Court of Appeals of Texas, Fourth District, San Antonio
the 79th Judicial District Court, Brooks County, Texas Trial
Court No. 11-10-16006-CV Honorable Richard C. Terrell, Judge
Sitting: Sandee Bryan Marion, Chief Justice Marialyn Barnard,
Justice Patricia O. Alvarez, Justice
Marialyn Barnard, Justice.
and Mae Saenz appeal a post-answer default decree of
partition and final judgment nunc pro tunc. The sole issue
presented on appeal is whether the trial court abused its
discretion in denying the appellants' motion for new
trial. We affirm the trial court's judgment.
appellees filed the underlying lawsuit seeking to partition
certain real property jointly owned by the appellees and
appellant Rene Saenz. The appellees also sought reimbursement
for improvements they made to the property and a
disproportionate division of the property to be partitioned
based on the appellants' failure to proportionately share
hunting revenues they received and their overgrazing of a
portion of the property.
the appellants filed an answer, they did not appear at trial.
As a result a post-answer default judgment was entered. In
the judgment, the trial court found the property was
susceptible to a fair and equitable partitioning in kind and
appointed commissioners to make the partition. The trial
court also found appellees Ramon Saenz, Jr. and Javier Saenz
incurred $174, 833.65 in improving, maintaining, and
preserving the property and ordered appellant Rene Saenz to
reimburse them a proportionate share of the expenses.
Finally, the trial court found the following amounts would be
awarded to the appellants through a disproportionate division
of the property to be partitioned: (1) $48, 000.00 in hunting
revenue appellant Rene Saenz received for leasing a portion
of the property which was not shared with the appellees; (2)
$83, 200.00 in damages resulting from appellant Rene Saenz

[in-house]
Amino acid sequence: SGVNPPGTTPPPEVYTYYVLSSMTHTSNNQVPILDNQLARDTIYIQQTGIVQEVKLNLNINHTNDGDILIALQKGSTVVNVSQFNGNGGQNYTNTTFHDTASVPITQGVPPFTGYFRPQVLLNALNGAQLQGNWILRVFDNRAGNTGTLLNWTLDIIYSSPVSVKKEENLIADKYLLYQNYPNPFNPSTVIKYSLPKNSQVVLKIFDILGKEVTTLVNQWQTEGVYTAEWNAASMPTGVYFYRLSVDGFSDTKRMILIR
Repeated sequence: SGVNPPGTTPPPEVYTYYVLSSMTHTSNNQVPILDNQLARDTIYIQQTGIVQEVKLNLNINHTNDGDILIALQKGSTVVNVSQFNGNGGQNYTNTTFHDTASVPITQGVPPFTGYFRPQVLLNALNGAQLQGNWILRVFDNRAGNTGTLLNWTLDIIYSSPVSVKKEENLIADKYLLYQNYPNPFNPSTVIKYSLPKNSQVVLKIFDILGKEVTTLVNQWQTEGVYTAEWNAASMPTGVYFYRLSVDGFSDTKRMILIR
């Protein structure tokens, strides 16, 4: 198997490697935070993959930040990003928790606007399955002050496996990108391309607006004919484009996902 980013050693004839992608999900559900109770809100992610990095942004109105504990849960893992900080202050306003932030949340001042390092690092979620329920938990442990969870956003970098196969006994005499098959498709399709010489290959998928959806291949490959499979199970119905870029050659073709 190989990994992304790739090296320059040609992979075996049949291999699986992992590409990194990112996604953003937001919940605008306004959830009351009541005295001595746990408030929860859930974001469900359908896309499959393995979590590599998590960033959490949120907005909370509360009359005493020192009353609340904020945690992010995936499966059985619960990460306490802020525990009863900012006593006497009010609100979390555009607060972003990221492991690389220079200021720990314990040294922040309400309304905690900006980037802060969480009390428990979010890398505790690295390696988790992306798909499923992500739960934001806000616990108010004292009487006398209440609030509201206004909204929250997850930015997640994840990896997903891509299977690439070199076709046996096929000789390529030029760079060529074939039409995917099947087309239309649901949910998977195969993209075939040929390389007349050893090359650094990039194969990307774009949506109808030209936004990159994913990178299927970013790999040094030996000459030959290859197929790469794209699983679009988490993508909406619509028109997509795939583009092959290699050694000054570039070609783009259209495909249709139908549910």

overgrazing a portion of the property; and (3) $2, 193.00
incurred in paying appellant Rene Saenz's 1/3 share of
the property surveying expense.
appellants timely filed a motion for new trial, and a hearing
was held on the motion. The trial court, however, allowed the
motion to be overruled by operation of law.
Craddock v. Sunshine Bus Lines, Inc., 134 Tex. 388,
133 S.W.2d 124, 126 (1939), the Texas Supreme Court held a
default judgment should be set aside and a new trial granted
when the defaulting party establishes: (1) the failure to
appear was not intentional or the result of conscious
indifference, but was the result of an accident or mistake;
(2) the motion for new trial sets up a meritorious defense;
and (3) granting the motion will occasion no delay or
otherwise injure the plaintiff. A trial court's refusal
to grant a motion for new trial is reviewed under an abuse of
discretion standard. Dolgencorp of Tex., Inc. v.
Lerma, 288 S.W.3d 922, 926 (Tex. 2009); Weech v.
Baptist Health Sys., 392 S.W.3d 821, 824 (Tex. App.-San
Antonio 2012, no pet.). "When a defaulting party moving
for new trial meets all three elements of the
Craddock test, then a trial court abuses its
discretion if it fails to grant a new trial."
Dolgencorp of Tex., Inc., 288 S.W.3d at 926.
the appellants argue they satisfied all three
Craddock requirements, we conclude their failure to
set up a meritorious defense is dispositive. A motion for new
trial does not set up a meritorious defense if "it
merely alleges that the defendant has a meritorious
defense." Ivy v. Carrell, 407 S.W.2d 212, 214
(Tex. 1966). Instead, the movant "must allege facts
which in law would constitute a defense to the cause of
action asserted by the plaintiff, and must be supported by
affidavits of other evidence proving prima facie that the
defendant has such [a] meritorious defense."
Id. "This much is necessary to prevent the
reopening of cases to try out fictitious or unmeritorious
defenses." Id. "Therefore, 'conclusory
allegations are insufficient.'" Action
Powersports, Inc. v. 1STEL, Inc., 500 S.W.3d 632, 640
(Tex. App.-Texarkana 2016, no pet.) (quoting Holt
Atherton Indus., Inc. v. Heine, 835 S.W.2d 80, 82 (Tex.
case, the appellants' motion alleged the appellees
received hunting lease funds of approximately $16, 400 each
year for approximately fifteen years which were not shared
with the appellants. Although the
appellants attached Rene Saenz's affidavit to their
motion, his affidavit only addressed his inability to attend
the trial setting because he was hospitalized. His affidavit
does not allege any facts that would constitute a defense to
the causes of action asserted by the appellees. Similarly, at
the hearing on the motion for new trial, the only evidence
regarding an alleged defense was Rene Saenz's responding
"yes" when his attorney asked him if he believed he
had "some defenses or some legitimate claims."
Because appellants failed to provide affidavits or other
evidence proving prima facie that they have a ...